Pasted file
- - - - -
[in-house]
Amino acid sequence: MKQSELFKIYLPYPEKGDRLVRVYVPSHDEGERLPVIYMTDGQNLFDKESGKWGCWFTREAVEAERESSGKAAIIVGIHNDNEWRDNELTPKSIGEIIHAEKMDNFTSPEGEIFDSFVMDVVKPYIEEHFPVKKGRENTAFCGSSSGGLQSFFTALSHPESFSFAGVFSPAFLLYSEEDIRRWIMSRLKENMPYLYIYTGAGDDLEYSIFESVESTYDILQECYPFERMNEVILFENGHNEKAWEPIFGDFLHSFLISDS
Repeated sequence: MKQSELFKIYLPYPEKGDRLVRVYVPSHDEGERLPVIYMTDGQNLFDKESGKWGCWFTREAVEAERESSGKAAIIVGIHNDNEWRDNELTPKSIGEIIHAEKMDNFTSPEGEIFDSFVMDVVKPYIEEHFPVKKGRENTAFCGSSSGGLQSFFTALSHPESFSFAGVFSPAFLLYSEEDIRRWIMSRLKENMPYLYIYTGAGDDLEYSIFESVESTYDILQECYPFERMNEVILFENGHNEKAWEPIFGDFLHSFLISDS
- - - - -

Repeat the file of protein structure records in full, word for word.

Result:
[in-house]
Amino acid sequence: MKQSELFKIYLPYPEKGDRLVRVYVPSHDEGERLPVIYMTDGQNLFDKESGKWGCWFTREAVEAERESSGKAAIIVGIHNDNEWRDNELTPKSIGEIIHAEKMDNFTSPEGEIFDSFVMDVVKPYIEEHFPVKKGRENTAFCGSSSGGLQSFFTALSHPESFSFAGVFSPAFLLYSEEDIRRWIMSRLKENMPYLYIYTGAGDDLEYSIFESVESTYDILQECYPFERMNEVILFENGHNEKAWEPIFGDFLHSFLISDS
Repeated sequence: MKQSELFKIYLPYPEKGDRLVRVYVPSHDEGERLPVIYMTDGQNLFDKESGKWGCWFTREAVEAERESSGKAAIIVGIHNDNEWRDNELTPKSIGEIIHAEKMDNFTSPEGEIFDSFVMDVVKPYIEEHFPVKKGRENTAFCGSSSGGLQSFFTALSHPESFSFAGVFSPAFLLYSEEDIRRWIMSRLKENMPYLYIYTGAGDDLEYSIFESVESTYDILQECYPFERMNEVILFENGHNEKAWEPIFGDFLHSFLISDS